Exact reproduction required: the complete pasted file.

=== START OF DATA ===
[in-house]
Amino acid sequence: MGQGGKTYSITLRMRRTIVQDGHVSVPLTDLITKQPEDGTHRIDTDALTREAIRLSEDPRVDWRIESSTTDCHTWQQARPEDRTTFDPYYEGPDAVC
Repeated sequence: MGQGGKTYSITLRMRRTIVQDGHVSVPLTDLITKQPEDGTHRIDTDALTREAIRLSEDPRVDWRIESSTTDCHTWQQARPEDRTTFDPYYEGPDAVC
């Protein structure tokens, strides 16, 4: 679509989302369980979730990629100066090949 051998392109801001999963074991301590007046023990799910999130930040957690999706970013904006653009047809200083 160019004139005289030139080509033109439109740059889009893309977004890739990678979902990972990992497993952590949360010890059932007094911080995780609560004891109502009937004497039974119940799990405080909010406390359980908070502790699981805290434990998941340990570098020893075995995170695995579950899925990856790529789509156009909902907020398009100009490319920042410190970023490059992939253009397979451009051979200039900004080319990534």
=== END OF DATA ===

[in-house]
Amino acid sequence: MGQGGKTYSITLRMRRTIVQDGHVSVPLTDLITKQPEDGTHRIDTDALTREAIRLSEDPRVDWRIESSTTDCHTWQQARPEDRTTFDPYYEGPDAVC
Repeated sequence: MGQGGKTYSITLRMRRTIVQDGHVSVPLTDLITKQPEDGTHRIDTDALTREAIRLSEDPRVDWRIESSTTDCHTWQQARPEDRTTFDPYYEGPDAVC
């Protein structure tokens, strides 16, 4: 679509989302369980979730990629100066090949 051998392109801001999963074991301590007046023990799910999130930040957690999706970013904006653009047809200083 160019004139005289030139080509033109439109740059889009893309977004890739990678979902990972990992497993952590949360010890059932007094911080995780609560004891109502009937004497039974119940799990405080909010406390359980908070502790699981805290434990998941340990570098020893075995995170695995579950899925990856790529789509156009909902907020398009100009490319920042410190970023490059992939253009397979451009051979200039900004080319990534």